Multidisciplinary integration in the context of integrated care - results from the North West London Integrated Care Pilot

Title: Multidisciplinary integration in the context of integrated care - results from the North West London Integrated Care Pilot
Authors: Harris, M
Greaves, F
Gunn, L
Patterson, S
Greenfield, G
Car, J
Majeed, A
Pappas, Y
Item Type: Journal Article
Abstract: Background: In the context of integrated care, Multidisciplinary Group meetings involve participants from diverse professional groups and organisations and are potential vehicles to advance efficiency improvements within the local health economy. We advance a novel method to characterise the communication within Multidisciplinary Group meetings measuring the extent to which participants integrate and whether this integration leads to improved working. Methods: We purposively selected four Multidisciplinary Group meetings and conducted a content analysis of audio-recorded and tran- scribed Case Discussions. Two coders independently coded utterances according to their ‘ integrative intensity ’ which was defined against three a-priori independent domains - the Level (i.e. Individual, Collective and Systems); the Valence (Problem, Information and Solution); the Focus (Concrete and Abstract). Inter- and intra-rater reliability was tested with Kappa scores on one randomly selected Case Discus- sion. Standardised weighted mean integration scores were calculated for Case Discussions across utterance deciles, indicating how inte- grative intensity changed during the conversations. Results: Twenty-three Case Discussions in four different Multidisciplinary Groups were transcribed and coded. Inter- and intra-rater relia- bility was good as shown by the Prevalence and Bias-Adjusted Kappa Scores for one randomly selected Case Discussion. There were differences in the proportion of utterances per participant type (Consultant 14.6%; presenting general practitioner 38.75%; Chair 7.8%; non- presenting general practitioner 2.25%; Allied Health Professional 4.8%). Utterances were predominantly coded at low levels of integrative intensity; however, there was a gradual increase ( R 2 = 0.71) in integrative intensity during the Case Discussions. Based on the analysis of the minutes and action points arising from the Case Discussions, this improved integration did not translate into actions moving forward. Interpretation: We characterise the Multidisciplinary Groups as having consultative characteristics with some trend towards collabora- tion, but that best resemble Community-Based Ward Rounds. Although integration scores do increase from the beginning to the end of the Case Discussions, this does not tend to translate into actions for the groups to take forward. The role of the Chair and the improved parti- cipation of non-presenting general practitioners and Allied Health Professionals seems important, particularly as the latter contribute well to higher integrative scores. Traditional communication patterns of medical dominance seem to be being perpetuated in the Multidisciplin- ary Groups. This suggests that more could be done to sensitise participants to the value of full participation from all the members of the group. The method we have developed could be used for ongoing and future evaluations of integrated care projects.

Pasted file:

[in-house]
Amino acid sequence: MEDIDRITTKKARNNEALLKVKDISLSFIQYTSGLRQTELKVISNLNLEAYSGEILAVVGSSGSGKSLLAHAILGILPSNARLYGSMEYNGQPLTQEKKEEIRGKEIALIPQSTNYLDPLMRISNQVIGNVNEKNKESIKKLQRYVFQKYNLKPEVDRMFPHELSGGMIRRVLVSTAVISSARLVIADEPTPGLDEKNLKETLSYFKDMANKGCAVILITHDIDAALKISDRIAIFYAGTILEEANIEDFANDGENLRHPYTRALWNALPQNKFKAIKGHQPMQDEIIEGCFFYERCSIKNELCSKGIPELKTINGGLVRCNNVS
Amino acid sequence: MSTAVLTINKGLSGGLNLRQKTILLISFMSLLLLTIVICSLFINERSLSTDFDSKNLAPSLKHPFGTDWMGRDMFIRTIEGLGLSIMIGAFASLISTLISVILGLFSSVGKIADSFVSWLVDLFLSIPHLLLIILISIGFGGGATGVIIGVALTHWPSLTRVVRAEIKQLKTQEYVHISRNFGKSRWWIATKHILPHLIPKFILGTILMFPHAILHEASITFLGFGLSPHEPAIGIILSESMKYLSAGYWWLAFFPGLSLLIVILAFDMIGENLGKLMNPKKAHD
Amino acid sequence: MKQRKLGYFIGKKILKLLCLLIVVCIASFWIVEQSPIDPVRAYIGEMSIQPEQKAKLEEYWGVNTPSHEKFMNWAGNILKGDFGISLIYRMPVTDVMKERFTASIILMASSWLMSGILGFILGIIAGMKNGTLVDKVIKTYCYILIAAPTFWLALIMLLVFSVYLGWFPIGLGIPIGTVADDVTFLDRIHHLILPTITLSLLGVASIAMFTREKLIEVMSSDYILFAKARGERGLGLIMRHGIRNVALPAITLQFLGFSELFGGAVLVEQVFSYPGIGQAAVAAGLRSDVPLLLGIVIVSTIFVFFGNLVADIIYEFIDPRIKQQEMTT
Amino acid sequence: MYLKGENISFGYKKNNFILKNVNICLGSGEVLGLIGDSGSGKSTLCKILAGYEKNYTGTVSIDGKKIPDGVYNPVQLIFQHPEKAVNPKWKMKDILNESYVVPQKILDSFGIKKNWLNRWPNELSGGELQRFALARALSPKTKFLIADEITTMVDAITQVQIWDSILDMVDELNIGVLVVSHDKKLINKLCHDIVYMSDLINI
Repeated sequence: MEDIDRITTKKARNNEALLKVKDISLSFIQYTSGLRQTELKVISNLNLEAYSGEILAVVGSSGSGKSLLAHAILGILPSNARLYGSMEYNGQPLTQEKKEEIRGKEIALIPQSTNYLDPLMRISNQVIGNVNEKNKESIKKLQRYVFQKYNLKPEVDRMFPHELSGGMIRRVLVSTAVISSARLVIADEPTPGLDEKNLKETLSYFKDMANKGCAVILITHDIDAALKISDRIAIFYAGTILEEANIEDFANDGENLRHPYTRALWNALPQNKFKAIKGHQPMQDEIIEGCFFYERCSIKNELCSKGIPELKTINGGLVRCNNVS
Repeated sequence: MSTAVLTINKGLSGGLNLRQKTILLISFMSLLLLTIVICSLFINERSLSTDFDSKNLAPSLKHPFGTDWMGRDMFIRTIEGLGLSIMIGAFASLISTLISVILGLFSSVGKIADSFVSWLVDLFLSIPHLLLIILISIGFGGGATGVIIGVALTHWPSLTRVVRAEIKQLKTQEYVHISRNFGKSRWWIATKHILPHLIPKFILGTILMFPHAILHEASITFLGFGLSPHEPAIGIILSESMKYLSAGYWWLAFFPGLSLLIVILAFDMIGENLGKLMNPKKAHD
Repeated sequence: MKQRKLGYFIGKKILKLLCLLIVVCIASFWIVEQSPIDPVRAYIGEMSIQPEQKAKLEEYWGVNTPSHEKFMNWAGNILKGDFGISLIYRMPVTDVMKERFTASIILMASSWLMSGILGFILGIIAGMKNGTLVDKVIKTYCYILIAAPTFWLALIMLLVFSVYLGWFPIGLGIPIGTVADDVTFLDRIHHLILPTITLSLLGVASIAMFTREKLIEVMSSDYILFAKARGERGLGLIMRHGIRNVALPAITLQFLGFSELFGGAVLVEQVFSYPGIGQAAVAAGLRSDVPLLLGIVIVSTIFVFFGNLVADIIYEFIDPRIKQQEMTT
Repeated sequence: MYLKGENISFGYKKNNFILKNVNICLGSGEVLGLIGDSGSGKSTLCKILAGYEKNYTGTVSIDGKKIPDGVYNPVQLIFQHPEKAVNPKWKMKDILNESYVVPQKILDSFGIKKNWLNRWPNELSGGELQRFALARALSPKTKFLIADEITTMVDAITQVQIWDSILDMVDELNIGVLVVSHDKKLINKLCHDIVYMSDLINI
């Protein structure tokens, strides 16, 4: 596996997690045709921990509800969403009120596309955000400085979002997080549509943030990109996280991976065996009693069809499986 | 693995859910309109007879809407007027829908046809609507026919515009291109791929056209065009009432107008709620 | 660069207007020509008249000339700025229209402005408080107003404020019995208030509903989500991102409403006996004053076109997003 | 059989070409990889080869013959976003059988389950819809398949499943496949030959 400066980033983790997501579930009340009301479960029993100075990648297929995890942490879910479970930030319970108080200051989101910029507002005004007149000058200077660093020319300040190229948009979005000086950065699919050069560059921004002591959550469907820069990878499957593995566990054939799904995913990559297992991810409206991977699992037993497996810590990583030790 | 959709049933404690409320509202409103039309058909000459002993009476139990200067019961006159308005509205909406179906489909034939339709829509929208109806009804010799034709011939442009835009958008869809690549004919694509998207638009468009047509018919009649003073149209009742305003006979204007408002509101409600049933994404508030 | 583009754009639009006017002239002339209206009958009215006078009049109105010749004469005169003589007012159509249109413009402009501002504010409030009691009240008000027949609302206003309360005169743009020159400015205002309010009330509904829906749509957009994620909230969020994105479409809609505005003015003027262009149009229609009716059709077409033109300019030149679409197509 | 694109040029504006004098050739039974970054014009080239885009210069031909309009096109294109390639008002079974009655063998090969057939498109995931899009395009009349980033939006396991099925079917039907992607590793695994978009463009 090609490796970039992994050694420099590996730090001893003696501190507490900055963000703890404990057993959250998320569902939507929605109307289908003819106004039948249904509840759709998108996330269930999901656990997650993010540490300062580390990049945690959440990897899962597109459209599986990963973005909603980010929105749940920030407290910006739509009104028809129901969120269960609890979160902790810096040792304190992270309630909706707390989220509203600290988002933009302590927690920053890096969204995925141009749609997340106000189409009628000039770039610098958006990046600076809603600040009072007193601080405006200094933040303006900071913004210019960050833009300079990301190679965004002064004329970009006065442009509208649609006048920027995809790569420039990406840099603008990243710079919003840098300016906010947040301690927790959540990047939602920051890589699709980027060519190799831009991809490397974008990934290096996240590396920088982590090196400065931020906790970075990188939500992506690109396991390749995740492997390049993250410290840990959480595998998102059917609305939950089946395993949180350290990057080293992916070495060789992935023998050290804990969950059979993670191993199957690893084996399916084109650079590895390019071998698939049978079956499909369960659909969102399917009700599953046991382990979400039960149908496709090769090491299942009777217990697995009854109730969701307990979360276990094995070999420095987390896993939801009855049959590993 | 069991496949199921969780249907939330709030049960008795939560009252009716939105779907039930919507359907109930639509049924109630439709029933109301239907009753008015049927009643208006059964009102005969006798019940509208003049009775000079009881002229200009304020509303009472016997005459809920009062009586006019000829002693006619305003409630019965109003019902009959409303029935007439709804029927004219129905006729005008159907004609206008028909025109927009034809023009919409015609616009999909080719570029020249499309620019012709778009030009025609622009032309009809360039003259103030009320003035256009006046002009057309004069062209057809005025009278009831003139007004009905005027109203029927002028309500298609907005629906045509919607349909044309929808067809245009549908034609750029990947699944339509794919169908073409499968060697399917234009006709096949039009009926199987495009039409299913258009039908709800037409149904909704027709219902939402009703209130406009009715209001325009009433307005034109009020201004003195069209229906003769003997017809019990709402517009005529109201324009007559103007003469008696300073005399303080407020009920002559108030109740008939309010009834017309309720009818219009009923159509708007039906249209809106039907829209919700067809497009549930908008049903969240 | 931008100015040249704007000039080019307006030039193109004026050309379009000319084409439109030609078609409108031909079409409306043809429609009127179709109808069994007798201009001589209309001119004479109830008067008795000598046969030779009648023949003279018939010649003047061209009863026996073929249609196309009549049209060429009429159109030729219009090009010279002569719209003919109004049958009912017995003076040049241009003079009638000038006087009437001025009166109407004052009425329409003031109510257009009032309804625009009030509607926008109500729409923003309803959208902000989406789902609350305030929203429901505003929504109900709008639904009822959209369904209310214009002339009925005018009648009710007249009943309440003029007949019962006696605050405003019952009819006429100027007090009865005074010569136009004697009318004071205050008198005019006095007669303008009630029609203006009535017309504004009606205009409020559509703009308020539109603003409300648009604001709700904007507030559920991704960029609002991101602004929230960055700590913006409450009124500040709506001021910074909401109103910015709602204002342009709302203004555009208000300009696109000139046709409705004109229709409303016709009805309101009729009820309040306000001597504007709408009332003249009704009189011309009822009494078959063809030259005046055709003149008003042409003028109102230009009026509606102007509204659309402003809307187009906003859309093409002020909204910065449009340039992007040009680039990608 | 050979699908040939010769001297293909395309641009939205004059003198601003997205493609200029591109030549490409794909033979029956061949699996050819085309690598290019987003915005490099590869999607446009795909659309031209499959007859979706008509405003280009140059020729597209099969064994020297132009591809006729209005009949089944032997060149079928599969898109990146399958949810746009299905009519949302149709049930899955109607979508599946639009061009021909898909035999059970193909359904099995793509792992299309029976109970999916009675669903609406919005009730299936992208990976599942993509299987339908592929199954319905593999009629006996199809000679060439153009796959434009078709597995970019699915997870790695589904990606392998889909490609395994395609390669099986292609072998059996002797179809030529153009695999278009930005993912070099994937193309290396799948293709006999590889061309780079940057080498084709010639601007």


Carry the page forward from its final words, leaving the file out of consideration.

Issue Date: 23-Oct-2013
Date of Acceptance: 17-Jul-2013
ISSN: 1568-4156
Volume: 13
Copyright Statement: © 2013 The Author(s). Open Access article under the Creative Commons license
Keywords: Science & Technology
Life Sciences & Biomedicine
Health Care Sciences & Services
Health Policy & Services
health care delivery
health services
multidisciplinary groups
1117 Public Health And Health Services
1110 Nursing
Publication Status: Published
Article Number: UNSP 114749
Appears in Collections:Faculty of Medicine
Epidemiology, Public Health and Primary Care

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